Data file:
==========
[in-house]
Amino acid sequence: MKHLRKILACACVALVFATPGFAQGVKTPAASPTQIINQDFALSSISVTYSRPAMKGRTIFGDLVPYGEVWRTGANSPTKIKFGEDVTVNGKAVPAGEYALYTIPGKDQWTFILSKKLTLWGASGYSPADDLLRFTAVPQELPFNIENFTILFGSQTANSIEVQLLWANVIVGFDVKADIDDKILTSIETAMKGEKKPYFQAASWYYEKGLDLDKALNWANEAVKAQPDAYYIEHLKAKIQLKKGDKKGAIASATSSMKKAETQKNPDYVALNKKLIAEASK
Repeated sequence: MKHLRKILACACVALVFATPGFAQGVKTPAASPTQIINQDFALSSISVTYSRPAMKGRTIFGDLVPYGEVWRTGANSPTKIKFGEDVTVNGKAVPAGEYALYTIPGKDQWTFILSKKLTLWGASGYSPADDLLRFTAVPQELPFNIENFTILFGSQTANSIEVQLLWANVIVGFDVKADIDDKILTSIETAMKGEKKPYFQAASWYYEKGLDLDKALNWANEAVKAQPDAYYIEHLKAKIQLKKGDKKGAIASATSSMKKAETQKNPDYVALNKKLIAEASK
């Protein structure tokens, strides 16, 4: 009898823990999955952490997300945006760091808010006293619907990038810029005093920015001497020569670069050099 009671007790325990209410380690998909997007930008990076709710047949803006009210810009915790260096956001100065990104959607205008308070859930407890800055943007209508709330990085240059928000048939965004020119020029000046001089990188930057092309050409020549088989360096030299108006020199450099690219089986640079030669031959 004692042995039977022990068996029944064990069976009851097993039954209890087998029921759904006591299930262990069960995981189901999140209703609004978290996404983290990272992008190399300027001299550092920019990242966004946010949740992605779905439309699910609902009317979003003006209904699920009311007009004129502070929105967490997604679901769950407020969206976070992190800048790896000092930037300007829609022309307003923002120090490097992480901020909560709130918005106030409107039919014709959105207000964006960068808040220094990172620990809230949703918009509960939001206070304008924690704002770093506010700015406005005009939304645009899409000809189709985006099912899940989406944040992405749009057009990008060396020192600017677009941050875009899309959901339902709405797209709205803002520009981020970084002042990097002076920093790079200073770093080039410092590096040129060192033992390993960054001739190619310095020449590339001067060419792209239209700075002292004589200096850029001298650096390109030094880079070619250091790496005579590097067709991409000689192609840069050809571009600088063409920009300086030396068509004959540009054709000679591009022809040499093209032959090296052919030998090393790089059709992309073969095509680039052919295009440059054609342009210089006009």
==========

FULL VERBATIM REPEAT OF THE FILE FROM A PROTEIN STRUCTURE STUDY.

[in-house]
Amino acid sequence: MKHLRKILACACVALVFATPGFAQGVKTPAASPTQIINQDFALSSISVTYSRPAMKGRTIFGDLVPYGEVWRTGANSPTKIKFGEDVTVNGKAVPAGEYALYTIPGKDQWTFILSKKLTLWGASGYSPADDLLRFTAVPQELPFNIENFTILFGSQTANSIEVQLLWANVIVGFDVKADIDDKILTSIETAMKGEKKPYFQAASWYYEKGLDLDKALNWANEAVKAQPDAYYIEHLKAKIQLKKGDKKGAIASATSSMKKAETQKNPDYVALNKKLIAEASK
Repeated sequence: MKHLRKILACACVALVFATPGFAQGVKTPAASPTQIINQDFALSSISVTYSRPAMKGRTIFGDLVPYGEVWRTGANSPTKIKFGEDVTVNGKAVPAGEYALYTIPGKDQWTFILSKKLTLWGASGYSPADDLLRFTAVPQELPFNIENFTILFGSQTANSIEVQLLWANVIVGFDVKADIDDKILTSIETAMKGEKKPYFQAASWYYEKGLDLDKALNWANEAVKAQPDAYYIEHLKAKIQLKKGDKKGAIASATSSMKKAETQKNPDYVALNKKLIAEASK
């Protein structure tokens, strides 16, 4: 009898823990999955952490997300945006760091808010006293619907990038810029005093920015001497020569670069050099 009671007790325990209410380690998909997007930008990076709710047949803006009210810009915790260096956001100065990104959607205008308070859930407890800055943007209508709330990085240059928000048939965004020119020029000046001089990188930057092309050409020549088989360096030299108006020199450099690219089986640079030669031959 004692042995039977022990068996029944064990069976009851097993039954209890087998029921759904006591299930262990069960995981189901999140209703609004978290996404983290990272992008190399300027001299550092920019990242966004946010949740992605779905439309699910609902009317979003003006209904699920009311007009004129502070929105967490997604679901769950407020969206976070992190800048790896000092930037300007829609022309307003923002120090490097992480901020909560709130918005106030409107039919014709959105207000964006960068808040220094990172620990809230949703918009509960939001206070304008924690704002770093506010700015406005005009939304645009899409000809189709985006099912899940989406944040992405749009057009990008060396020192600017677009941050875009899309959901339902709405797209709205803002520009981020970084002042990097002076920093790079200073770093080039410092590096040129060192033992390993960054001739190619310095020449590339001067060419792209239209700075002292004589200096850029001298650096390109030094880079070619250091790496005579590097067709991409000689192609840069050809571009600088063409920009300086030396068509004959540009054709000679591009022809040499093209032959090296052919030998090393790089059709992309073969095509680039052919295009440059054609342009210089006009």